My other favorite stop was Yakini; a restaurant that serves hot drinks from tea to coffee. But it wasn’t tea or coffee that we were trying out. The owner served us sweet potato lattes. It was crazy how a restaurant in Japan town could bring back memories of my childhood when I never grew up in that culture. My mother would always make us sweet potato covered in creamy marsh mellows. The taste immediately brought me back to the winter season before I was 7: when I was an only child and my mother had extra time on her hands to make unforgettable meals. The taste of the potato was there but it was very smooth. The warmth of it made it taste that much smoother. I’d have to say it was like drinking hot chocolate next to the fire place after walking outside for an hour under 30 degree weather.
Before this trip, I had put on my bucket list that I needed to travel to Japan. Getting a sample of the secrets Japan has to hide made me that much more curious. The foods had flavors that were very distinct from what I am used to eating every day. It was a pleasant surprise and very unexpected tastes every time I tried a new dish. Nothing tasted similar and I realized that I need to go on more food adventures at Japanese restaurants and I need to stop ordering Sushi and be a daredevil and try new dishes. Understanding, exploring and finding new foods has just multiplied my interest to make a trip out there!
Oakland. Home of the black panther party, crack, cocaine and crime. But like any other dark place, there are always corners of hope that shed light on the city. I have been in areas of Oakland that are just as beautiful as its San Francisco neighbor. Telegraph avenue has a lot of restaurant gems hiding in the dark mist Oakland has had over the decades.
I’m going to cut the bullshit and tell you that on January 24, 2014 my taste buds laid their eyes on the cheesiest and tastiest macaroni and cheese. I had finally reached my cheese enlightening at The Sacred Wheel restaurant. We were asked if we wanted a tomato soup that had more than 12 cases of Pabst beer in it. That’s all she really needed to say. I was looking forward to the soup. I have had beer with everything except soup. The small tomato and beer cup kept its vibrant tomato color. The taste was a tang of sourness with a splash of beer aftertaste; perfect tag team.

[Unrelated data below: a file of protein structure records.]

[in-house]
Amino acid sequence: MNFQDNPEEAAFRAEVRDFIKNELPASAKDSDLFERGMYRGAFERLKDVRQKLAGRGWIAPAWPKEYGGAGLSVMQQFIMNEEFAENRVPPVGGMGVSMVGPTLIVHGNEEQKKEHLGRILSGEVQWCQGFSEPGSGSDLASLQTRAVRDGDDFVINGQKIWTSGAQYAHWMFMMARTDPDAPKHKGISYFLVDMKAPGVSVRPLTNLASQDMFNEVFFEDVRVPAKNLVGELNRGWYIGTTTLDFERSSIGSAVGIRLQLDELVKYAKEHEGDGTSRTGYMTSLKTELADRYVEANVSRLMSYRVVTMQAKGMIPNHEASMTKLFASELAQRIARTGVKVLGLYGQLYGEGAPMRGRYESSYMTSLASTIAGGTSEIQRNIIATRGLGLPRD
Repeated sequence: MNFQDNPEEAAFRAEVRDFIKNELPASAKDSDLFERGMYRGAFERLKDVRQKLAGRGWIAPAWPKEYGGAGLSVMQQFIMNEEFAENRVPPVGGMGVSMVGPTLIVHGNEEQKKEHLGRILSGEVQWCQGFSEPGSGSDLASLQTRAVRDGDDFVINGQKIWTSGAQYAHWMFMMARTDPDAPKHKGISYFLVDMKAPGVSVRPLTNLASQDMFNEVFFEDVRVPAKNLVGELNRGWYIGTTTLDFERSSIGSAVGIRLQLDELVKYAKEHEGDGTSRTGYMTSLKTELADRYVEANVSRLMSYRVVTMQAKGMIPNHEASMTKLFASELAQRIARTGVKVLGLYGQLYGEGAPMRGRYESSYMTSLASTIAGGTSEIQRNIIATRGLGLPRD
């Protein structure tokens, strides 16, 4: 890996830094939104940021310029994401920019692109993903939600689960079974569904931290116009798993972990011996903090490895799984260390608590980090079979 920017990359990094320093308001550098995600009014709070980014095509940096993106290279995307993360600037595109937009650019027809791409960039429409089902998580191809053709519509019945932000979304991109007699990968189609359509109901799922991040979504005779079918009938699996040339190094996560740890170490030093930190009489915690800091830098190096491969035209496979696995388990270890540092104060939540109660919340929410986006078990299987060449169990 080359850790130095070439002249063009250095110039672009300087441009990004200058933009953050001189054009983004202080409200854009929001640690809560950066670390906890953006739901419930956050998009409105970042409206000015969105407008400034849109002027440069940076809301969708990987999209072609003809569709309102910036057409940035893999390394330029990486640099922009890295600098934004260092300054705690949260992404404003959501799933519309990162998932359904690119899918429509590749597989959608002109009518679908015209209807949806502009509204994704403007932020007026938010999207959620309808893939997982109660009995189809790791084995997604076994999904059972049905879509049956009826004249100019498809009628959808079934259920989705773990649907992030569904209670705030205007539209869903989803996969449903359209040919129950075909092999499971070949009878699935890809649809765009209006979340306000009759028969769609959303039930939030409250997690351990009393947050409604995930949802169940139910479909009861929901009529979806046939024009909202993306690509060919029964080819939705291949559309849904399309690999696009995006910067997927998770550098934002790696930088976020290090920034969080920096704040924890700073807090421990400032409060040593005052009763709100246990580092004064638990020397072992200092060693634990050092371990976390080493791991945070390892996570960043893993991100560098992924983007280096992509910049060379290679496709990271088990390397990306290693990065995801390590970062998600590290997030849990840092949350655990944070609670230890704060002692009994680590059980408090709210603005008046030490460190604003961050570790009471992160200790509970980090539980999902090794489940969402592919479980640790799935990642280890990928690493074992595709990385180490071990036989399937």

I decided I had one too many spoons of the Pabst beer soup so I decided to switch up the game on my tongue with some macaroni. It resembled a small cornbread brick of cheese. Pasty yellow in the middle with a hash brown tint at the top. I took a spoon and the cheese melted in my mouth like it was supposed to. The middle kept its soft texture while the top gave it a crunchiness that was untouchable. I scraped every bit of cheese that oozed out; no evidence of the crime left. My taste buds had a roller coaster ride in the cheese empire of The Sacred Wheel. I will update everyone on the day of the wedding. For now, I will be making another trip down to the cheese palace to enjoy me a bigger block of heaven.
“That’s way too much sugar!” she said. I thought the same thing but I learned my lesson of not following the recipe. The experts said I needed 1 ½ cups of sugar, so if it said that’s how much it needed, that’s how much I was going to put. I had honestly never baked in my life so I wasn’t sure how this was going to work out. I gave my friend Vanessa a call asking her to give me some company because I didn’t want to burn alive alone when the stove exploded.
I guess after a week of class our professor felt we were professional cooks and food experts because she gave us a homework assignment where we had to come up with a meal according to 3 random ingredients we had to pick out of a bag. Luckily I got sugar, cinnamon and eggs for my 3 ingredients. That was still a challenge for me. I’m an expert at picking out cookies and eating them but baking? No. I followed the recipe EXACTLY like it said. I got one or two tips from my friend like spreading the butter and flour on the pan so it wouldn’t stick on. Besides that, I tortured myself making what I called diabetes turds. I think after realizing how much sugar and butter goes on these things, I’ll be staying away from the bakery section in saga (not like I actually try and go to Saga in the first place).